Are your pupils starting their day prepared to learn? Establishing a positive, predictable classroom environment helps pupils with emotional and social development. It also helps children set expectations, understand boundaries and manage behaviour, all while building a sense of belonging and self-confidence.
Why is routine important?
In episode 25 of the School of School podcast, maths mastery expert Adam Gifford emphasises the need for teachers to establish a classroom routine:
“It’s important for teachers to maximise their time spent with each student because they only have [a certain] number of hours each day to work with that child. Routines are critical in knowing exactly what to do and how to do it, so that students can show up ready to learn.”
Co-host Emily Guille-Marrett agrees. “Children like to know where they’re starting, where they’re going and how the day’s going to end,” she says.
What’s the difference between a schedule and a routine?
Schedules and routines work together to create a clear plan for a class to follow on a daily basis. A schedule outlines the main activities during the school day. The routine breaks down those main activities into simple, concise steps. Reviewing the schedule helps children prepare for what comes next.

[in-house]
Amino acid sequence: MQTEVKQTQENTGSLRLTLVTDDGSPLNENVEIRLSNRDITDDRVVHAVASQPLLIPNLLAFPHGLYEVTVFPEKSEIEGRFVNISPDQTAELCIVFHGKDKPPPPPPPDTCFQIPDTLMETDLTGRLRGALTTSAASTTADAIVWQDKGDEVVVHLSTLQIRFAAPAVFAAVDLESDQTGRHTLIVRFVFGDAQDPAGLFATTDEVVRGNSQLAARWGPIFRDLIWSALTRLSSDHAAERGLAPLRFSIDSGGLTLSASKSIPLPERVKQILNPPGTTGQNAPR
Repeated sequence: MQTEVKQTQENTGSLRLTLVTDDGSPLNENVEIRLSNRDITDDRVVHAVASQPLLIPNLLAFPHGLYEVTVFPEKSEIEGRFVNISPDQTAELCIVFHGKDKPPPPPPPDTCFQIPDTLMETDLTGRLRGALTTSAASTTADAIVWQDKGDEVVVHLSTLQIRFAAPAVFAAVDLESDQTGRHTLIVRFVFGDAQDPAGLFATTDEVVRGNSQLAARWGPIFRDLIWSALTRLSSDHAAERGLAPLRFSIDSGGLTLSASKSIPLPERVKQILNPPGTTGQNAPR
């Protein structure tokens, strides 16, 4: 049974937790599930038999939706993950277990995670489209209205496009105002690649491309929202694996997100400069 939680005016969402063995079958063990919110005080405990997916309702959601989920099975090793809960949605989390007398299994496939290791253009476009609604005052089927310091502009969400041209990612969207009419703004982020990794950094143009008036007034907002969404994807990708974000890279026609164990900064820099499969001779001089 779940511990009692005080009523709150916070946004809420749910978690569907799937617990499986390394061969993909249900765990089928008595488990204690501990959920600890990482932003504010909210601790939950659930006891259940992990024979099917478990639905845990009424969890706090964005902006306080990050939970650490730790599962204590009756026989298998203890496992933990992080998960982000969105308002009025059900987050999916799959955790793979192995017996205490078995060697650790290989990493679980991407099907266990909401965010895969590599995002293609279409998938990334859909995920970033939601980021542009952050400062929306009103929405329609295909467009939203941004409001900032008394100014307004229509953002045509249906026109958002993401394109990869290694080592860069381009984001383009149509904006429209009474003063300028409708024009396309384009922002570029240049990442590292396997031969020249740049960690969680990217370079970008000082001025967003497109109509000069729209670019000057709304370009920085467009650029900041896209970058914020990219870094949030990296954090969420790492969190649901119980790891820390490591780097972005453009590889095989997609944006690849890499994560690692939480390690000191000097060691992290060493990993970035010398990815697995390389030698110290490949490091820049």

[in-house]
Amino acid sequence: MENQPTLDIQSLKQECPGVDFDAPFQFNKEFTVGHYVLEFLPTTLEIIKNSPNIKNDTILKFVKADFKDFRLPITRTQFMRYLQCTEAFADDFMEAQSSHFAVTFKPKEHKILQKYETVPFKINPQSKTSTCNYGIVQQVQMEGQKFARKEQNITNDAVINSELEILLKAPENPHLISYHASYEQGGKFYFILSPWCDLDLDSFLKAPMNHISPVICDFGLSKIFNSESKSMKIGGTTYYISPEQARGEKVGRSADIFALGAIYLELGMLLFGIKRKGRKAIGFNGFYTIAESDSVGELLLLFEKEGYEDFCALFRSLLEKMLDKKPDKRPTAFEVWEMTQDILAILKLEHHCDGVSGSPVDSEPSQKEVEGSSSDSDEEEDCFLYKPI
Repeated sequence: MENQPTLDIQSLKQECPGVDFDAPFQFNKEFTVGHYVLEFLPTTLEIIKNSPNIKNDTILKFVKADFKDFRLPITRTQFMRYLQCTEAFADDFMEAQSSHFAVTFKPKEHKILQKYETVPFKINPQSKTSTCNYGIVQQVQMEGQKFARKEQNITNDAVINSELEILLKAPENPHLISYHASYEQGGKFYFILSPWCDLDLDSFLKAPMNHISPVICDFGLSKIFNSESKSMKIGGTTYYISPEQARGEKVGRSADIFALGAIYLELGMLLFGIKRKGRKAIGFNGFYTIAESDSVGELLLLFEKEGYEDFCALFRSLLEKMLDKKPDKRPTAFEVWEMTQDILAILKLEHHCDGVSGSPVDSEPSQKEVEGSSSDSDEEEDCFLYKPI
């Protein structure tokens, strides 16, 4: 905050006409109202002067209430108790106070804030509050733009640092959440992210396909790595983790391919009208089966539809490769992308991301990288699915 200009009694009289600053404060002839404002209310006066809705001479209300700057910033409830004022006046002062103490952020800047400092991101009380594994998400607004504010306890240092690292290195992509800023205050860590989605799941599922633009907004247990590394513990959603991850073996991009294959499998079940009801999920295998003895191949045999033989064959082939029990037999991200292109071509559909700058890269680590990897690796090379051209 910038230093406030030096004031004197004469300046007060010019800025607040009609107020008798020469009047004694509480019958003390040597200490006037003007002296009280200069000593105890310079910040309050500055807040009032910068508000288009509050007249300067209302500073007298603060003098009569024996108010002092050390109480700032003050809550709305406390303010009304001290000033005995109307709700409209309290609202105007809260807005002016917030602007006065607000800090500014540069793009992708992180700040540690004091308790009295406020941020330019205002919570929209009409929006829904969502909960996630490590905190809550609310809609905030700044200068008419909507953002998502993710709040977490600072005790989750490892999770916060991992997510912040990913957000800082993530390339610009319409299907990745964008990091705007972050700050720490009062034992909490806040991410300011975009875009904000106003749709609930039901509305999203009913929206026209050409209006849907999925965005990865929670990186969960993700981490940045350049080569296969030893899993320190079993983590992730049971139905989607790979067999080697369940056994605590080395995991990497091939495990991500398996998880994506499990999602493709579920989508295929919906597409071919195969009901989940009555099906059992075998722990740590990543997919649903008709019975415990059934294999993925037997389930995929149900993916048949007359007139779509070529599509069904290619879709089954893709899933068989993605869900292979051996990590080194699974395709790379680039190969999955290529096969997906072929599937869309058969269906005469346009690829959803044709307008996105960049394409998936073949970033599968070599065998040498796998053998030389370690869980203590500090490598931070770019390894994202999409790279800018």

Is too much routine a bad thing?
A predictable schedule and step-by-step routines bring consistency and efficiency to the classroom. However, being too rigid about routines can backfire. While teaching to the clock may reduce misbehaviour, it can also limit the opportunities pupils have to engage in imaginative play, exploration, creativity and collaboration. Spontaneous learning can happen anytime during the school day, so it’s important for teachers to recognise this and adapt accordingly.
Tips for creating a balanced routine
Make it visible
Locate the schedule in a prominent spot in the classroom so the whole class can see it. Email a copy to parents. Give older children a hard copy. Give younger children pictures with large print. When pupils can refer to the schedule whenever they need to, it builds confidence because they know what to expect.
Invest time in classroom procedures with your pupils at the beginning of the year to help set expectations. Define, review and practice routines. Keep the number of steps to a minimum. Once routines are established, pupils should be able to seamlessly transition from one activity to the next. If it isn’t working, re-evaluate at the end of term. Listen and be open to class feedback when reviewing successes and identifying areas for improvement.
Routines don’t have to be routine. Have the children pick a song for classroom transitions during the day. Build in special activities and give them descriptive names like ‘Tuesday Trivia’ or ‘Flashback Friday.’ This can provide opportunities for pupils to collaborate, contribute ideas and take responsibility for their own learning.
Maintaining flexibility in the regular schedule allows routines to change based on the needs of the pupils. Leave space for impromptu learning and classroom fun. Managing expectations will help to promote positive, confident children, support meaningful connections and maximise time for learning at school.